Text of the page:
Cases that do not meet the referral criteria may be returned to the referrer. It is also possible that mild to moderate cases may be passed to Primary Mental Health workers for possible consultation, joint working and advice about management.

What work needs to be done before making a referral

Direct assessment

The child or young person needs to have been seen in person and assessed by the referrer prior to making a referral to the service.

Intervention by frontline staff

It is an essential requirement before a referral can be accepted into specialist CAMHS that attempts have been made by frontline staff (e.g. primary health care staff, school staff, school health nurse, CYPS staff) to resolve the child / young person's difficulties or problems before making a referral. Many children/young people can be helped in this way and, generally, it is better if the problems can be resolved without the need to identify the child/young person with mental health services though we are always happy to consult / advise as necessary.

Likelihood of Attendance

If the referrer knows that a family has found it difficult to attend for CAMHS appointments in the past, the referrer will be asked to consider how they can help the family to engage with CAMHS this time before making the referral. We will also need to know from you, the referrer, what we can do to try to ensure the family's engagement.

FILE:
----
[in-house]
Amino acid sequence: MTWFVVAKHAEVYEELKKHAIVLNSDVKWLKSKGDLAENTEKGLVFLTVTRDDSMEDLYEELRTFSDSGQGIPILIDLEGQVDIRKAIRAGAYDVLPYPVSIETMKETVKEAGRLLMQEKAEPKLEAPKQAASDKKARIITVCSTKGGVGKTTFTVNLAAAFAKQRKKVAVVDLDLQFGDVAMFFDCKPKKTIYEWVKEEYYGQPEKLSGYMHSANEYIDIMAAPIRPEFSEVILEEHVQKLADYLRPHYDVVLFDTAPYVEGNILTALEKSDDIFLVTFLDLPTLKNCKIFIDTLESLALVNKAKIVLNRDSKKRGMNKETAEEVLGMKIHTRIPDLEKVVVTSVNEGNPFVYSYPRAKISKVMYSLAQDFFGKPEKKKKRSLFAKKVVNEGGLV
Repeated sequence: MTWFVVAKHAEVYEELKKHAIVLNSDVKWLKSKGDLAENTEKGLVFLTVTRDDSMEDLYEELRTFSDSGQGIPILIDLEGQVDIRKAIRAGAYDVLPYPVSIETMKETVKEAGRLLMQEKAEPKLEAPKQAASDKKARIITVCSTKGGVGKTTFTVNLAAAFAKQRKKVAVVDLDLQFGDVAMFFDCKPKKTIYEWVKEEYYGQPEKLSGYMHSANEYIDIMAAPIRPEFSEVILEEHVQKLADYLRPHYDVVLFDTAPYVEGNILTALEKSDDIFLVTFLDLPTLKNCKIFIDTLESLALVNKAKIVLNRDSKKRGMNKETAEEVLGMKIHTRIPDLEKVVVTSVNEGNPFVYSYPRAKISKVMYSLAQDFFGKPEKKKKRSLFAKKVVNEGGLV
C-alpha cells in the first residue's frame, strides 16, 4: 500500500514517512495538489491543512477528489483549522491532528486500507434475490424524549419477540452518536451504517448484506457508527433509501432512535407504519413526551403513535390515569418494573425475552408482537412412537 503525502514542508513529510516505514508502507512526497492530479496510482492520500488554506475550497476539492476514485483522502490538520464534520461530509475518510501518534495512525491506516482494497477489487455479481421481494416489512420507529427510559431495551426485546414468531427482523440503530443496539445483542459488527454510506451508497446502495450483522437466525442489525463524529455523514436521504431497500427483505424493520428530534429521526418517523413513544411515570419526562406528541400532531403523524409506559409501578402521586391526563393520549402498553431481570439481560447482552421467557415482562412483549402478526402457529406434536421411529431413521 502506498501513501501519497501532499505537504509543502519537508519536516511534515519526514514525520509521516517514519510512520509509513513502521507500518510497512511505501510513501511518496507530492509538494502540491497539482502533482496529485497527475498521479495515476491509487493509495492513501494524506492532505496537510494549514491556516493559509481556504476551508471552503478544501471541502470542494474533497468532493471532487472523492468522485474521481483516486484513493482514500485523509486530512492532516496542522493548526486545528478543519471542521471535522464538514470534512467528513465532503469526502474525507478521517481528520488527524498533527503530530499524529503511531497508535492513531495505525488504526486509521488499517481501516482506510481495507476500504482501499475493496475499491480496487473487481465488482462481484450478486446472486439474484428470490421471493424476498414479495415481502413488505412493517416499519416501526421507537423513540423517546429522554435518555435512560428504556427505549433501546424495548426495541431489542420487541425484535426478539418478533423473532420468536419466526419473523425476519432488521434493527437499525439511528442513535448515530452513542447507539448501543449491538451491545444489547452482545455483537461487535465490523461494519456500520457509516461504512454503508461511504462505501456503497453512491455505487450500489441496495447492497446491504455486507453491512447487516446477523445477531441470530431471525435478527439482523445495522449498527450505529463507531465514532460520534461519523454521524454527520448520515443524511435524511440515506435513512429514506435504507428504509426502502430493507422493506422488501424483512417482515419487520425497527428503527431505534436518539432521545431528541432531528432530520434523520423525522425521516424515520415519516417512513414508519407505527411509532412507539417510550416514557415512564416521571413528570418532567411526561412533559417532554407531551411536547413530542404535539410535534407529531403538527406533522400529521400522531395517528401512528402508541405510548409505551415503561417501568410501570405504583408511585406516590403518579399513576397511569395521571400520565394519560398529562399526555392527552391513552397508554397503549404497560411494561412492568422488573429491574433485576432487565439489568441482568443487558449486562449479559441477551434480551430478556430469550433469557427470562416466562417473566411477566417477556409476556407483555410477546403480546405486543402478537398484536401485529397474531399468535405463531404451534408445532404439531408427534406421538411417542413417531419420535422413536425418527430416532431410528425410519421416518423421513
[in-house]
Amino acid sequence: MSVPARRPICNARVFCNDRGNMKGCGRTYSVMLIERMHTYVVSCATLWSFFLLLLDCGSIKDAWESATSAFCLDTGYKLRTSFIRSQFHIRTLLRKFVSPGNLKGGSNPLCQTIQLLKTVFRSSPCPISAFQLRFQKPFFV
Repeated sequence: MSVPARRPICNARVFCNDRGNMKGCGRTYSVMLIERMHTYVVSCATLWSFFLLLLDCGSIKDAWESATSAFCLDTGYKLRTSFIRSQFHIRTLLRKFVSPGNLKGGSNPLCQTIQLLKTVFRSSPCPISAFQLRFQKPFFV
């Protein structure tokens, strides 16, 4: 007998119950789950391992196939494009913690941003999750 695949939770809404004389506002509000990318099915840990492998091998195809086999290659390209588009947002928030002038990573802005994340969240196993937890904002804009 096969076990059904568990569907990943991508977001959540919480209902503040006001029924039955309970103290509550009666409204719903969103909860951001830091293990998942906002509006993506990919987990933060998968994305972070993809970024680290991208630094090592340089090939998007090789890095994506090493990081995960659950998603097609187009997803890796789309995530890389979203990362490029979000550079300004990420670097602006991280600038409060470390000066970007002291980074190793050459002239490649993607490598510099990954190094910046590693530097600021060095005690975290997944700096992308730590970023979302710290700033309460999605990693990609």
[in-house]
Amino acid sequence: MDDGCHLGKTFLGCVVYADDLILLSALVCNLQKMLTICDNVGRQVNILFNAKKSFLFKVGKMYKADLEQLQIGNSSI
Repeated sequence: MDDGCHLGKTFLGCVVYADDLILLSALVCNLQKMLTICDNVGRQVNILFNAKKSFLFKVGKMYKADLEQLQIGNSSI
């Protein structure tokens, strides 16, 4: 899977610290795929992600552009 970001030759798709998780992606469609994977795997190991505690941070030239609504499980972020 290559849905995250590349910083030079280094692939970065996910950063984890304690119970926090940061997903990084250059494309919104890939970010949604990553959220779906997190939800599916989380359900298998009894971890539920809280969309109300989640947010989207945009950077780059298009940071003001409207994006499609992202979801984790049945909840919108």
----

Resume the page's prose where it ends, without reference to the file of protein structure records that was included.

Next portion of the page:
CYPS Assessments

For referrals from CYPS, a social work Initial or Core Assessment, or a Common Assessment Framework (CAF) assessment needs to have been completed before referral to CAMHS.


Please note that we have a legal requirement to monitor ethnicity as defined by the child or young person themselves or by a parent with legal parental responsibility in the case of a young child. This means that the ethnicity section on the referral form must be completed please.

What will happen next?

  • All referrals will be acknowledged to the referrer/parents/carers/GP within 7 working days
  • Referrals will be reviewed by the relevant team in CAMHS who will contact the referrer if further information is required or if the referral does not fulfil the referral criteria.P
  • arents/carers/young people will receive a letter giving them information on how to book an initial appointment.